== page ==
What are the different child custody options that are available to divorcing or separating parents? This will depend on the state where they live and the specific situation of their child. Generally, there are five types available: physical, legal, sole, joint, and bird’s nest custody. Also important to understand is temporary custody.
This refers to a short-term arrangement that enables parents to ensure that their child is well taken care of while the final decision is being awaited. As with other types, temporary custody allows the custodial parent to make decisions about everything that involves the child. The person given this type of custody of a child may decide on the child’s schooling, healthcare and welfare.
Rules and guidelines involving temporary custody vary from state to state. Typically, a relative such as a grandparent or one of the parents will seek temporary custody of a child. It is usually granted once both parents have been informed and have been given the chance to respond to the petition (unless both parents are unable to care properly for the child). In addition, every state has specific requirements for this. It pays to understand the process of filing for temporary custody in your state because it may become permanent in many cases. The temporary rulings of the judge are crucial to the final decisions involving the support, visitation and custody of the child.
With this option, you have the right to have your child physically live with you. In some states, joint physical custody of a child is allowed. In that case, you and the child’s other parent have equal amounts of time with the child. This is a good option since it allows you and your ex-partner to spend a maximum amount of time with your child. However, this will work only if you and the other parent live near each other. To prevent conflict from affecting your child, it is of utmost importance that you and the other parent have a cordial and workable relationship always centering on the best interests of the child.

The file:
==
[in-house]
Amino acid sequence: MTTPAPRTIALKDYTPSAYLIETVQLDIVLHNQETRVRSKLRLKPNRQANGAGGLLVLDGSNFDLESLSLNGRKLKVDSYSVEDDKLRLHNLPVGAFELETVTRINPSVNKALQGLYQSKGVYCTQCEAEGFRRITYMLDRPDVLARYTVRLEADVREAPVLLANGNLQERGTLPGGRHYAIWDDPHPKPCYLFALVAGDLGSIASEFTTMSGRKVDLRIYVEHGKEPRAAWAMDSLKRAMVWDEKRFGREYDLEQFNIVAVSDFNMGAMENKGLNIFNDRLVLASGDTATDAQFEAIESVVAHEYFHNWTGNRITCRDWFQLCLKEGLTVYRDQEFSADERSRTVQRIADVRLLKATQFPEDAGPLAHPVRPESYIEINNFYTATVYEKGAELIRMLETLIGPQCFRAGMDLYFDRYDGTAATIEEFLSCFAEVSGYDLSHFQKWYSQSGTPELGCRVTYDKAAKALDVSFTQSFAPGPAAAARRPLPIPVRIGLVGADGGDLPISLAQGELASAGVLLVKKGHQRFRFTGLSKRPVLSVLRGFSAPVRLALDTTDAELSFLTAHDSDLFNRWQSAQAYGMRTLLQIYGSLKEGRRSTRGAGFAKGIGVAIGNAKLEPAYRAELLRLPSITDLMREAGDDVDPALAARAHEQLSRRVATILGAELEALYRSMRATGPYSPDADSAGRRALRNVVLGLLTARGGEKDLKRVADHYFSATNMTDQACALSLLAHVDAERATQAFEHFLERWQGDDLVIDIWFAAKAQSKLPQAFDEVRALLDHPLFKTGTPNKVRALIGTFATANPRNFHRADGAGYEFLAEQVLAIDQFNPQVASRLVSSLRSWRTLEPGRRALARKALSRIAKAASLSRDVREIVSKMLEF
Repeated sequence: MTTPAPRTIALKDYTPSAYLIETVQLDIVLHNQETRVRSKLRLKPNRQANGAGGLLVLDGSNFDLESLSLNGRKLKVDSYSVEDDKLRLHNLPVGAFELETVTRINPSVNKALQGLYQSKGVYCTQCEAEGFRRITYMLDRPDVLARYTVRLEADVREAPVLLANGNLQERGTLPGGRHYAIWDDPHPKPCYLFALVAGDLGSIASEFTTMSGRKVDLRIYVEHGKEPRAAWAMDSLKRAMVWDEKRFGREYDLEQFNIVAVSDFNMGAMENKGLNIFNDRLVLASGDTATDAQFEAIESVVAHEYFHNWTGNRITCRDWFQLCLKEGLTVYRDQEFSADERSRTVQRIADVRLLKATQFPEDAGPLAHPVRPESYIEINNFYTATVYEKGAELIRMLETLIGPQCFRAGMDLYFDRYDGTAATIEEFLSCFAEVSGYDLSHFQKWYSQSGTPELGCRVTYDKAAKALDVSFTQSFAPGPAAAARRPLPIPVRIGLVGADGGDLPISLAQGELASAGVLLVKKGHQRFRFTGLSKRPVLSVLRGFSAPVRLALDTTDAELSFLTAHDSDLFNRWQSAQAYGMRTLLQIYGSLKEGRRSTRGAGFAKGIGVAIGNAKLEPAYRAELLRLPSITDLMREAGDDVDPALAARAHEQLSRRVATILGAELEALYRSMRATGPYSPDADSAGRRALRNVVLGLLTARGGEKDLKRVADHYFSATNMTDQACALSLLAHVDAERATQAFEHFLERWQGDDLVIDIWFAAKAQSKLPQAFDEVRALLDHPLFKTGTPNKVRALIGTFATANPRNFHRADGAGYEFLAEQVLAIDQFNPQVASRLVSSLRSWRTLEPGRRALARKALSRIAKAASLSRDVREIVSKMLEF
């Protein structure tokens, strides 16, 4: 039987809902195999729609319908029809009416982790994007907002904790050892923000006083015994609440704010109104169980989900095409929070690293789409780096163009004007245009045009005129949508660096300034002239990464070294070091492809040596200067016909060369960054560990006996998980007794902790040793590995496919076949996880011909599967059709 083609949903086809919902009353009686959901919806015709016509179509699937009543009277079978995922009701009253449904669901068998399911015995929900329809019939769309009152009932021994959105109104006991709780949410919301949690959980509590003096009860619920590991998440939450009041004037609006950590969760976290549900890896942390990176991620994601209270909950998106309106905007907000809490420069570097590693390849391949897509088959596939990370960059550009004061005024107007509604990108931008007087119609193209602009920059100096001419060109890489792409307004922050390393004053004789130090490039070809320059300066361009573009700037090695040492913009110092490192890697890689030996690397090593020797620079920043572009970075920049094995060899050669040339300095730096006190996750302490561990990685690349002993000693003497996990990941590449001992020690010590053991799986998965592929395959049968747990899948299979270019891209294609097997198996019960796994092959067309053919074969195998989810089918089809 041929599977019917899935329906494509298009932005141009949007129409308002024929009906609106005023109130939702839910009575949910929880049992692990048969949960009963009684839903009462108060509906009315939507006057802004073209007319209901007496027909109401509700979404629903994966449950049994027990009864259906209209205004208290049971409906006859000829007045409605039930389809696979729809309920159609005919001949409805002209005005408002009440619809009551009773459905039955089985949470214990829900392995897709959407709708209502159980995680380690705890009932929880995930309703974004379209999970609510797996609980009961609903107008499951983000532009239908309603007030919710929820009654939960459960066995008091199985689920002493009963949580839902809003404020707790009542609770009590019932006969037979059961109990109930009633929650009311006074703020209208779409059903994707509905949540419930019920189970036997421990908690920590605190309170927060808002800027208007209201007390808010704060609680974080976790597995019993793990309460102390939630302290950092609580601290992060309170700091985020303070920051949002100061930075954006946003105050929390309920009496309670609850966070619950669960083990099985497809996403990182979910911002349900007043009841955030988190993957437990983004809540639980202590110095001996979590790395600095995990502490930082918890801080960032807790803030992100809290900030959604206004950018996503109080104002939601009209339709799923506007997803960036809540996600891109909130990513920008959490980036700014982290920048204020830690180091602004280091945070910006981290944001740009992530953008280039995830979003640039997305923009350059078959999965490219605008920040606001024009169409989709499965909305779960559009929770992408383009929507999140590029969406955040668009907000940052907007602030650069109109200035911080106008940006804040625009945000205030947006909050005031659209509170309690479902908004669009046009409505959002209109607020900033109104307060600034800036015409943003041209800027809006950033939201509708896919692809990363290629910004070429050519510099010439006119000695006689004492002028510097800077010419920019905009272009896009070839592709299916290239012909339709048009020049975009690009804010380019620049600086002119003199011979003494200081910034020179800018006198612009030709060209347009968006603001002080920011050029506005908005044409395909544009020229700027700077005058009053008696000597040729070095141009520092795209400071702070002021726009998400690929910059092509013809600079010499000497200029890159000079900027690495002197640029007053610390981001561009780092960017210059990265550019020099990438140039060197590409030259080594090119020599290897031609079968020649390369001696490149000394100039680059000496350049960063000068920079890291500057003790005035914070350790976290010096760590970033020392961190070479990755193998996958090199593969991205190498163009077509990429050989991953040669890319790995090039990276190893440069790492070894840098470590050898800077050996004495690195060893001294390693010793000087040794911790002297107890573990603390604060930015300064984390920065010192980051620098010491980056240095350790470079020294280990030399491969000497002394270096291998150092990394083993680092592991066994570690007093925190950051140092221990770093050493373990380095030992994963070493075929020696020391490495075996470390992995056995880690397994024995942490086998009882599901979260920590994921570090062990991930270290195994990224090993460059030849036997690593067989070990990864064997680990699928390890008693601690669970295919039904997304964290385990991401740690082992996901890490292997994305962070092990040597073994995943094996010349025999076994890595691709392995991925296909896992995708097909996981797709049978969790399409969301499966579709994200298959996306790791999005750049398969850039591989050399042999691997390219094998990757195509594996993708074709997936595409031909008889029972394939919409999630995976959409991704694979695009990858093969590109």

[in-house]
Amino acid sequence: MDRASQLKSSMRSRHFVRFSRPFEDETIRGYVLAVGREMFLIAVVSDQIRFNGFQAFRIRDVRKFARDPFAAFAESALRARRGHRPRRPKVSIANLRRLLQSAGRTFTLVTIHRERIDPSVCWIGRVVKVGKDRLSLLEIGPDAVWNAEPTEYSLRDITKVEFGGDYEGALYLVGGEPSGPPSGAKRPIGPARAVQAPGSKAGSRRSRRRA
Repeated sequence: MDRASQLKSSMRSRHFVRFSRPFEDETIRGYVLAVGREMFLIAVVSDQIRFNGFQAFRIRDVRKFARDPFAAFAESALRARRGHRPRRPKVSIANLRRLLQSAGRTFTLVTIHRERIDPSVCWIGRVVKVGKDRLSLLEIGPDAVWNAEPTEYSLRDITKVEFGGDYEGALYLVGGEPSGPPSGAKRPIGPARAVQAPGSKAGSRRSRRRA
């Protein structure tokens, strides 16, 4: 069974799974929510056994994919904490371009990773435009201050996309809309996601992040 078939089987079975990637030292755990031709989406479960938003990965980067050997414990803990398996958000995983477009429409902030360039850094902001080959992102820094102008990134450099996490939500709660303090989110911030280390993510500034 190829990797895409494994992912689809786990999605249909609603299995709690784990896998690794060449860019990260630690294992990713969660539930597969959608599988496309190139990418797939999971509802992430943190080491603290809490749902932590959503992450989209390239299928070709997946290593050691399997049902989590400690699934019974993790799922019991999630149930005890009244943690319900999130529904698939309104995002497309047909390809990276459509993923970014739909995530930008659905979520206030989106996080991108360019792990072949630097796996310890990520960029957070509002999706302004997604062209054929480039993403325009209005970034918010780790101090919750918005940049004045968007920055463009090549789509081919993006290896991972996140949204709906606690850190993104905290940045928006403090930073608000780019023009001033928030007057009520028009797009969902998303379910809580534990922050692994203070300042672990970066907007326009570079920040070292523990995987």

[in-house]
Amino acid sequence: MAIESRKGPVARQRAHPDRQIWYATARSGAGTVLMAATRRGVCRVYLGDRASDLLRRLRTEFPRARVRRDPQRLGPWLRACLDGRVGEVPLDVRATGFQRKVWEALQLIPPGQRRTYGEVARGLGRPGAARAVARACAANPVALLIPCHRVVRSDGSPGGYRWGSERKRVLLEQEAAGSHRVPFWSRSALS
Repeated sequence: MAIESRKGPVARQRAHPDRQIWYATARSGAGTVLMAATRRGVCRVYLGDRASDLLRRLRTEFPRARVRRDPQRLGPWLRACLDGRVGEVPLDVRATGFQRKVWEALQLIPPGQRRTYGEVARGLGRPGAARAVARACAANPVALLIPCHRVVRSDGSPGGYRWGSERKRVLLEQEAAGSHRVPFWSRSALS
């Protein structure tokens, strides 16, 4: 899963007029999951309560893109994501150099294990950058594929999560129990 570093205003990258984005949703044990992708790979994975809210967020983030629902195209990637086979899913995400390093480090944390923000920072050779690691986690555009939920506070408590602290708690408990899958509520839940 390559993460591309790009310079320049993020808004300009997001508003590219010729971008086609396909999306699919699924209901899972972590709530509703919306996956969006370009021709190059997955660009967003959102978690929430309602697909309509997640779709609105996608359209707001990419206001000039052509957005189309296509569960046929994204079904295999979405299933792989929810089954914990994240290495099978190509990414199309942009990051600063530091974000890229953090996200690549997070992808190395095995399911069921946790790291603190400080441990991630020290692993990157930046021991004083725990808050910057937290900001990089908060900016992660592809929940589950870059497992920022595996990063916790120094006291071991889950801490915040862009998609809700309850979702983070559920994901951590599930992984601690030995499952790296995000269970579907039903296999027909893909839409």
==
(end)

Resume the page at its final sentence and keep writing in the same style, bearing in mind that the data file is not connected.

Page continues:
This custody option gives you the right and responsibility to decide about the upbringing of your child. It means you can decide for your child in terms of healthcare, schooling and religious upbringing. Most states allow parents to have joint legal custody of their children so both parents can make decisions involving the child. The only problem with this is that conflicts and misunderstandings may arise when the upbringing principles of parents clash. This conflict can be detrimental to the child.
As the term suggests, this option gives custodial rights to only one parent while the other parent’s rights are limited only to visiting the child. This arrangement is used when the child may be harmed or may not be safe in one parent’s home. Among all types of child custody, sole custody may seem to be the least disruptive to the child. However, children who do not understand or have the capacity to reason why the other parent is not as much a part of their lives as before may suffer hidden psychological and emotional problems. Children can very easily blame themselves for the absence of the other parent. Because of the very limited interaction of one of the parents with the child, this type of custody may lead to conflict between the parents as well.
This arrangement is used when parents agree to share decision-making rights over their child’s upbringing. Usually, parents agree to coordinate their schedules so that joint custody will work. Sometimes, a court orders the parents to share custody. Joint custody of a child may be joint physical custody, joint legal custody, or both.
Children of divorcing parents benefit from joint custody because they are guaranteed continuous involvement and contact with both parents. This type of custody also lessens the burden of child rearing on each parent. However, it can be a disadvantage because children have to be moved often from one parent’s house to another parent’s house and this setup can be costly as well.
Bird’s Nest Custody
In this type of child custody, the child still lives in the family home while the parents take turns moving in and out. Although this arrangement is not as disruptive for the child, it can cause problems for parents, particularly in decision-making. This will work only if parents have other places to live during off days.
Make sure that you understand all the different types of custody that are available and be prepared to explain your preference for the one you choose. The emotional and psychological consequences for your children should always be at the forefront of your decision.